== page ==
Runny nose, watery eyes... Oh, no—it’s hay fever time again! Allergic rhinitis (aka seasonal sniffling) has doubled in each of the last three decades, and about 40 million Americans now have it, according to the American College of Allergy, Asthma, and Immunology (ACAAI). Many factors may explain this trend, including air pollution and climate change, says Leonard Bielory, M.D., an allergist at Rutgers University. “Environmental shifts affect the pollination patterns of plants, and irritants in the air can cause inflammation that exacerbates allergies and asthma.” Improved hygiene practices play a role as well. We’re exposed to fewer germs, so our immune systems are more apt to overreact when in contact with allergens.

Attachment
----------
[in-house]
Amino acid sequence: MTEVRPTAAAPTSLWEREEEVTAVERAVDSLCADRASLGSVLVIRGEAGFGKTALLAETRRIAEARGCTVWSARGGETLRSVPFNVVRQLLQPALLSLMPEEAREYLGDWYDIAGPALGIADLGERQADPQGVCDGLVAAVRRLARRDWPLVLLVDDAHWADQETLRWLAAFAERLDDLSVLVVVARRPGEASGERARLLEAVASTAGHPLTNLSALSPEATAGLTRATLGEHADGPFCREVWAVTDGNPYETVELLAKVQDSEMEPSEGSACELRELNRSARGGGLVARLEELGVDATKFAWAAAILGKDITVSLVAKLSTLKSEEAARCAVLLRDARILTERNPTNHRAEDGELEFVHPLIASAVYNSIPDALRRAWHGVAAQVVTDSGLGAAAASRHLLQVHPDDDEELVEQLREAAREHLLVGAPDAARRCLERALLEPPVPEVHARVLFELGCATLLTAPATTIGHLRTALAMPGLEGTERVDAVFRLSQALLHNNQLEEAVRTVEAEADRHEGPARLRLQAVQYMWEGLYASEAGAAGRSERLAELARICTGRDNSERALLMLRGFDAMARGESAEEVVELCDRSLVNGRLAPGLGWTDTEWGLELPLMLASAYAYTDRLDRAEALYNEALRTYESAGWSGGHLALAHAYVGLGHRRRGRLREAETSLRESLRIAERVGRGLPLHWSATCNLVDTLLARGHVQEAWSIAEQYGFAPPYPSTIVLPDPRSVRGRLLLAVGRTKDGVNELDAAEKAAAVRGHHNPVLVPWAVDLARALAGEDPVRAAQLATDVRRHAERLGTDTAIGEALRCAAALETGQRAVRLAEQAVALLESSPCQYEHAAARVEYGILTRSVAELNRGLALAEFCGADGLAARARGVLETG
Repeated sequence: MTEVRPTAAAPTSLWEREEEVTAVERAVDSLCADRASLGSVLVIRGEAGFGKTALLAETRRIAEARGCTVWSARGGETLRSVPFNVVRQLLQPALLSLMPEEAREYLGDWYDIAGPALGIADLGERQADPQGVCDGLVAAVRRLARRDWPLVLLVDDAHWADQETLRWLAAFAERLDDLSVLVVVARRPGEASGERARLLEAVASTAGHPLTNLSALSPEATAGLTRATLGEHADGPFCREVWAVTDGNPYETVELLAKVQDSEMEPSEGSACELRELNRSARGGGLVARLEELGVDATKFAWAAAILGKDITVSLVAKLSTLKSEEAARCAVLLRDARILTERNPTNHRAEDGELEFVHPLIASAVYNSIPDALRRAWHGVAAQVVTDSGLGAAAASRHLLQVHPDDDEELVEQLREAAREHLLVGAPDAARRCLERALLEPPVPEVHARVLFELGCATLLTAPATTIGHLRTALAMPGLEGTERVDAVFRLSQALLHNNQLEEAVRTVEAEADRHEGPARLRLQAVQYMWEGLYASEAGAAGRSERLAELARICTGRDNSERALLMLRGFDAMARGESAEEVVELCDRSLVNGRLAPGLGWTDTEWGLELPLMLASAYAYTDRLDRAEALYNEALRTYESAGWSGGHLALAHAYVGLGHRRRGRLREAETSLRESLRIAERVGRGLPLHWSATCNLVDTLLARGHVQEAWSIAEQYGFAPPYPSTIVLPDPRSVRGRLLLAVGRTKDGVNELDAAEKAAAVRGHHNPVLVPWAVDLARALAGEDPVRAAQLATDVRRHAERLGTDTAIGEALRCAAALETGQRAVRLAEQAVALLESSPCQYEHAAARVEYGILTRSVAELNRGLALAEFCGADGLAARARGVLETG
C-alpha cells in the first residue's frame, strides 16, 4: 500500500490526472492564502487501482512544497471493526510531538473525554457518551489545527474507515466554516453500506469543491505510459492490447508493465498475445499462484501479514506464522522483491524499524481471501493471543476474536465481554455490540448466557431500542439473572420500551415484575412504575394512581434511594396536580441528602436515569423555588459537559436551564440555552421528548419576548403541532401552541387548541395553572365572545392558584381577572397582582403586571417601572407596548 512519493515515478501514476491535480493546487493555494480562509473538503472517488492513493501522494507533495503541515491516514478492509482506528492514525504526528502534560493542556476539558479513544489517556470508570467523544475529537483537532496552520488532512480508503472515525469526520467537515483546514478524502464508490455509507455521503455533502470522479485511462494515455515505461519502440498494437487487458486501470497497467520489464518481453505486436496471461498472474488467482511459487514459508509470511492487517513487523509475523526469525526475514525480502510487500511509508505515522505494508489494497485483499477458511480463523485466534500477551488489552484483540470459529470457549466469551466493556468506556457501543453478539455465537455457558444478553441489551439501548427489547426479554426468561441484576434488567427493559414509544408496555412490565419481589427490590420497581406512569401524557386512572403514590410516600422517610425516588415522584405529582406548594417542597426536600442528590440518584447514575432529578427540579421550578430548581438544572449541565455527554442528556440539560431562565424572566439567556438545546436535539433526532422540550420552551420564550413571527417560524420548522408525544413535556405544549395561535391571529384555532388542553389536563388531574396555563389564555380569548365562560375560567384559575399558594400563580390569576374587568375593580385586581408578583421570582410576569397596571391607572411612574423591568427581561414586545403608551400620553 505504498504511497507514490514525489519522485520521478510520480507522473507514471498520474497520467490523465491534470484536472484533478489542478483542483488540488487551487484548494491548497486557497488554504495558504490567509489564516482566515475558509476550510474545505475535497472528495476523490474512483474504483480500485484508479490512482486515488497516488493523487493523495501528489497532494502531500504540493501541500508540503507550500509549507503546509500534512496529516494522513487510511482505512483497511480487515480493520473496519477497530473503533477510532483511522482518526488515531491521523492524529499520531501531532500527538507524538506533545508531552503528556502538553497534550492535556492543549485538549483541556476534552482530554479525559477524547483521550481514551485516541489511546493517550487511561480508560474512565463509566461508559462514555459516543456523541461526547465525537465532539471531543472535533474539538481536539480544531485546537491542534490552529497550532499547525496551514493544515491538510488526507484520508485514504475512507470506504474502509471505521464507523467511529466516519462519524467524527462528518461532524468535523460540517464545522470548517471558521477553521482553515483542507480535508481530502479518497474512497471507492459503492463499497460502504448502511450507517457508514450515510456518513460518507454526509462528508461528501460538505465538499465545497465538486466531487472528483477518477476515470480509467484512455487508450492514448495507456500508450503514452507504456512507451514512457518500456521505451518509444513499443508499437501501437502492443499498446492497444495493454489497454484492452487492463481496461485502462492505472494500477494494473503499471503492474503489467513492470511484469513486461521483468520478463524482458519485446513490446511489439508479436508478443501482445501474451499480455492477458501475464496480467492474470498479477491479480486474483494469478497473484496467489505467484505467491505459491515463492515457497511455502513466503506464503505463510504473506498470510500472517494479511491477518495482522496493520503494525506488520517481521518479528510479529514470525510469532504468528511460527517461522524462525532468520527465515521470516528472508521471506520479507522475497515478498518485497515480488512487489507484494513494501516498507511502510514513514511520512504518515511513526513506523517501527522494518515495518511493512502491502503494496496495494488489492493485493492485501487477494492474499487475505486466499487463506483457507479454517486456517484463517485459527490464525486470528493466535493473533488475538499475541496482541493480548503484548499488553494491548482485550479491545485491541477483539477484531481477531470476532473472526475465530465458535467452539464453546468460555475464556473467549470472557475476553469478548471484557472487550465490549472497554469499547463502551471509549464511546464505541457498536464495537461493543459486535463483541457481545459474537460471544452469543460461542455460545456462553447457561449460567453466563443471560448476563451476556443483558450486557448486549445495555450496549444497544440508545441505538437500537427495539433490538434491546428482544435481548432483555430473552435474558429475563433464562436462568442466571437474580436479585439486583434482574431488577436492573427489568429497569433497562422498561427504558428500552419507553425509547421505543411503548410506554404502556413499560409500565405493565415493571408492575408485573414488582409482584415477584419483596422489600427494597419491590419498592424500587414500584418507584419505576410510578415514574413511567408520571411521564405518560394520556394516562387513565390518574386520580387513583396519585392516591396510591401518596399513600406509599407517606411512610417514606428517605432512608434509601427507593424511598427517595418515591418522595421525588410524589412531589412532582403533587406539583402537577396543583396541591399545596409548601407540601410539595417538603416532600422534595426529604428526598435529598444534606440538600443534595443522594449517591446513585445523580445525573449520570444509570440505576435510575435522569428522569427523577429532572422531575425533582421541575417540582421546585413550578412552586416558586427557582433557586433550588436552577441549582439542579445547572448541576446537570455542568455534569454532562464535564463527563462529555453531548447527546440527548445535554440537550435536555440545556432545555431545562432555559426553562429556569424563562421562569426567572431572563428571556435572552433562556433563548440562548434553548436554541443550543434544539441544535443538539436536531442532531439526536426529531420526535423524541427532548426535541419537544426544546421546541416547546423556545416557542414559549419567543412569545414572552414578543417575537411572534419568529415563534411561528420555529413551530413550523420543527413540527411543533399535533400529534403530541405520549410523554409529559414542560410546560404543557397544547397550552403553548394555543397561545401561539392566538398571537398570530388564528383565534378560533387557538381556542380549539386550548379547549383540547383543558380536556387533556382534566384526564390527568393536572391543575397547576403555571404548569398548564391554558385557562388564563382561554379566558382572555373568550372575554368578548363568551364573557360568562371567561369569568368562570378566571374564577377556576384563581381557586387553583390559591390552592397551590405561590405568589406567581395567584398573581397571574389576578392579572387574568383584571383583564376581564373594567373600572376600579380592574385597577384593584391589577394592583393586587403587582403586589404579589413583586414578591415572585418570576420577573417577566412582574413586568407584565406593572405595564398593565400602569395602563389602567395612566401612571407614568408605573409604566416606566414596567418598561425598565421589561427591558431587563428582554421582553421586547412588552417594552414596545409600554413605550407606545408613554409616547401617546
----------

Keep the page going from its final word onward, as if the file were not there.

Whatever the cause, if you’re among those who suffer every spring and fall, you know all too well what this means: discomfort, congestion, and fatigue. It doesn’t help that there’s a lot of misinformation out there about how you should treat, or prevent, an allergy attack. We asked the experts to help debunk eight common misconceptions.